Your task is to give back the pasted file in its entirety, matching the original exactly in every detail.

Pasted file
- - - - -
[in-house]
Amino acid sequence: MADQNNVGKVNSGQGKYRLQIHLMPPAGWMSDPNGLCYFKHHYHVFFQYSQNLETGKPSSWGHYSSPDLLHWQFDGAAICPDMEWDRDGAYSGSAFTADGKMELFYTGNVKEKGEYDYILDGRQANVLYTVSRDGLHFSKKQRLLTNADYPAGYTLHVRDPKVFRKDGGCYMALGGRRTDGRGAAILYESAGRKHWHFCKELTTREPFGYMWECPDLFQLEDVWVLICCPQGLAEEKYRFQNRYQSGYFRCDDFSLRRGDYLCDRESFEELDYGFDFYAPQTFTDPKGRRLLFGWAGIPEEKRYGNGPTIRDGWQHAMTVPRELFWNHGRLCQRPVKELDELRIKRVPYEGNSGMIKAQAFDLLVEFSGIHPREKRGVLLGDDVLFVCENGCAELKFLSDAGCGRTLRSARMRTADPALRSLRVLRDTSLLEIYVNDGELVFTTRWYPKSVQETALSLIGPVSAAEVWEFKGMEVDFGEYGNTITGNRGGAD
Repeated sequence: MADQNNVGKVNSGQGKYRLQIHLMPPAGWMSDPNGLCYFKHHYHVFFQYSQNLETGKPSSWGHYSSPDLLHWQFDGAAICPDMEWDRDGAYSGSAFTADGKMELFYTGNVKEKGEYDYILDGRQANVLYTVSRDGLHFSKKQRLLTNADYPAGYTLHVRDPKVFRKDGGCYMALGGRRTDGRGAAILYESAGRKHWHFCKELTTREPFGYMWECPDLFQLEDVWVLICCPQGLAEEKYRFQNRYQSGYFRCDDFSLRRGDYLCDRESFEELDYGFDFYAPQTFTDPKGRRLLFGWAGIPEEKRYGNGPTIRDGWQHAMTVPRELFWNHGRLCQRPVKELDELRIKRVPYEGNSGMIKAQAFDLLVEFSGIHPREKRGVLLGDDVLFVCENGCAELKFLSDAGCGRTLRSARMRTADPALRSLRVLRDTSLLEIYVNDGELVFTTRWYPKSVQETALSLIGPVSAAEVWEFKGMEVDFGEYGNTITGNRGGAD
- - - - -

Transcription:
[in-house]
Amino acid sequence: MADQNNVGKVNSGQGKYRLQIHLMPPAGWMSDPNGLCYFKHHYHVFFQYSQNLETGKPSSWGHYSSPDLLHWQFDGAAICPDMEWDRDGAYSGSAFTADGKMELFYTGNVKEKGEYDYILDGRQANVLYTVSRDGLHFSKKQRLLTNADYPAGYTLHVRDPKVFRKDGGCYMALGGRRTDGRGAAILYESAGRKHWHFCKELTTREPFGYMWECPDLFQLEDVWVLICCPQGLAEEKYRFQNRYQSGYFRCDDFSLRRGDYLCDRESFEELDYGFDFYAPQTFTDPKGRRLLFGWAGIPEEKRYGNGPTIRDGWQHAMTVPRELFWNHGRLCQRPVKELDELRIKRVPYEGNSGMIKAQAFDLLVEFSGIHPREKRGVLLGDDVLFVCENGCAELKFLSDAGCGRTLRSARMRTADPALRSLRVLRDTSLLEIYVNDGELVFTTRWYPKSVQETALSLIGPVSAAEVWEFKGMEVDFGEYGNTITGNRGGAD
Repeated sequence: MADQNNVGKVNSGQGKYRLQIHLMPPAGWMSDPNGLCYFKHHYHVFFQYSQNLETGKPSSWGHYSSPDLLHWQFDGAAICPDMEWDRDGAYSGSAFTADGKMELFYTGNVKEKGEYDYILDGRQANVLYTVSRDGLHFSKKQRLLTNADYPAGYTLHVRDPKVFRKDGGCYMALGGRRTDGRGAAILYESAGRKHWHFCKELTTREPFGYMWECPDLFQLEDVWVLICCPQGLAEEKYRFQNRYQSGYFRCDDFSLRRGDYLCDRESFEELDYGFDFYAPQTFTDPKGRRLLFGWAGIPEEKRYGNGPTIRDGWQHAMTVPRELFWNHGRLCQRPVKELDELRIKRVPYEGNSGMIKAQAFDLLVEFSGIHPREKRGVLLGDDVLFVCENGCAELKFLSDAGCGRTLRSARMRTADPALRSLRVLRDTSLLEIYVNDGELVFTTRWYPKSVQETALSLIGPVSAAEVWEFKGMEVDFGEYGNTITGNRGGAD